Jimmy and Sam are locked in adjacent jail cells. The Sergeant and Constable catalogue their belongings, including a harmonica, which they confiscated from Jimmy. Jimmy, however, has a second harmonica and begins to play. Jimmy doesn’t want to hand it over, but Sam insists he does.
Jimmy and Sam represent two ways Aboriginal Australians can deal with racist government officials and policies. Sam does his best to comply, while Jimmy rebels at every possible opportunity.
Jimmy complains that the toilet bucket in his room has a hole in it. When the Constable ignores his complaint, Jimmy throws the bucket against the wall. The Sergeant adds “damage to government property” to the charge sheet.
Adding “damage to government property” is a spiteful gesture, indicative of a personal prejudice—the property is barely damaged and worth almost nothing.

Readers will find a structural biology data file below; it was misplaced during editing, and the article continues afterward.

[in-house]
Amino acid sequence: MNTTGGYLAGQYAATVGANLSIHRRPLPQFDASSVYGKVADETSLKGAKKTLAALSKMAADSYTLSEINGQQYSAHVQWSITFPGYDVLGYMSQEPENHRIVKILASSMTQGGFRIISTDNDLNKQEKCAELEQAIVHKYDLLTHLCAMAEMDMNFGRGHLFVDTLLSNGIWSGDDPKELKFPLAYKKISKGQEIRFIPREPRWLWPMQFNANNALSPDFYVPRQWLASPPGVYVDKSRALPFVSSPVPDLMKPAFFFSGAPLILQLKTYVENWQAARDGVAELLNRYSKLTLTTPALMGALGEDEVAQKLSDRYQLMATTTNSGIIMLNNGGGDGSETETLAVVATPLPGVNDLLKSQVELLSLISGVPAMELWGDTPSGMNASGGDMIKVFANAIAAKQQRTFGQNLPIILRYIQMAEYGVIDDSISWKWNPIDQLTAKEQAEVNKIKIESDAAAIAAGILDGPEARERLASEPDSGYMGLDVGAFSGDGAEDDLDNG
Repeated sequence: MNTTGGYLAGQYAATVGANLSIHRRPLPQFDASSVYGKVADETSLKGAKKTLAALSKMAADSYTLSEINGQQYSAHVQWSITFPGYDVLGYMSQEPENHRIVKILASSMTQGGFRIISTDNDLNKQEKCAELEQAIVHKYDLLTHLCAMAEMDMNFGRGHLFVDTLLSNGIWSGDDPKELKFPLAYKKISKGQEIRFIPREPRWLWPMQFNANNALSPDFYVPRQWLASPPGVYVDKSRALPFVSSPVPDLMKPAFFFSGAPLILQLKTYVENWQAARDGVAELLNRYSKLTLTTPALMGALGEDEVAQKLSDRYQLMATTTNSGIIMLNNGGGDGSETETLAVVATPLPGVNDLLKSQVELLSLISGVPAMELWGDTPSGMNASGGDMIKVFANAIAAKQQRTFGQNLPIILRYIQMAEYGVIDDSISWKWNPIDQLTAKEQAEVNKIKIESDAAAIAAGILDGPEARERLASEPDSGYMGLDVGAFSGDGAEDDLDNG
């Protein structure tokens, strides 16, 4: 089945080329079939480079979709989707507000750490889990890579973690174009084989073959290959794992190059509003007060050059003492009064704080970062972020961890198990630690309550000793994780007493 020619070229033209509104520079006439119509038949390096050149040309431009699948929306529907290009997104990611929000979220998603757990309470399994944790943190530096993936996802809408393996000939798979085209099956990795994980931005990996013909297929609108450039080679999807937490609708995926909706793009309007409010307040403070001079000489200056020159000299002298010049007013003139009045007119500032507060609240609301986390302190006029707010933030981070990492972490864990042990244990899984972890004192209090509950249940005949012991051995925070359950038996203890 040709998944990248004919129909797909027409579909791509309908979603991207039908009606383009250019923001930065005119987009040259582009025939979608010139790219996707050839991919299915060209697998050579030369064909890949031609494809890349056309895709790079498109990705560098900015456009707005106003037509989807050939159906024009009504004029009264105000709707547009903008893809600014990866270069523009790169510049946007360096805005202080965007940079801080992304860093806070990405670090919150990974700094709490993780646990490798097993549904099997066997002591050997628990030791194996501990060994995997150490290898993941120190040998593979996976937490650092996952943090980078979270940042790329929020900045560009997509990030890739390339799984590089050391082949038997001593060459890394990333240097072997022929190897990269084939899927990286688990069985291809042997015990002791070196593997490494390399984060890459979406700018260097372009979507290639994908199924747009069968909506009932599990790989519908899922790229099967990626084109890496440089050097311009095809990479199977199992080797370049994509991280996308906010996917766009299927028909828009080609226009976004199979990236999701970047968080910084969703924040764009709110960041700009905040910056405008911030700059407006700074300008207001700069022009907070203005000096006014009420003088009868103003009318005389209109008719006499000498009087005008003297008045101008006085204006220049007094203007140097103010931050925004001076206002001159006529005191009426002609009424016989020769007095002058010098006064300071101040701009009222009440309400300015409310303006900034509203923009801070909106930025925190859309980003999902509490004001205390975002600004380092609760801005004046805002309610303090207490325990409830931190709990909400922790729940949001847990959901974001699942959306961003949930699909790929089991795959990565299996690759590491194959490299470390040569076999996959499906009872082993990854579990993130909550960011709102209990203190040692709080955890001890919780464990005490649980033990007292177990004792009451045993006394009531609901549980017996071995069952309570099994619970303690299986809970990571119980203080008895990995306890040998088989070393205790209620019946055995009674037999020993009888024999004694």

Sam attempts to be quiet and cooperative, while Jimmy continues to harass his captors, reciting poems, swearing at the Sergeant and Constable, and finally singing, “I don’t give a damn for any damn man, / That don’t give a damn for me.”
Throughout the scene Jimmy and Sam use opposite approaches to their imprisonment. Jimmy feels that people who do not respect him because of his race do not deserve his respect in turn.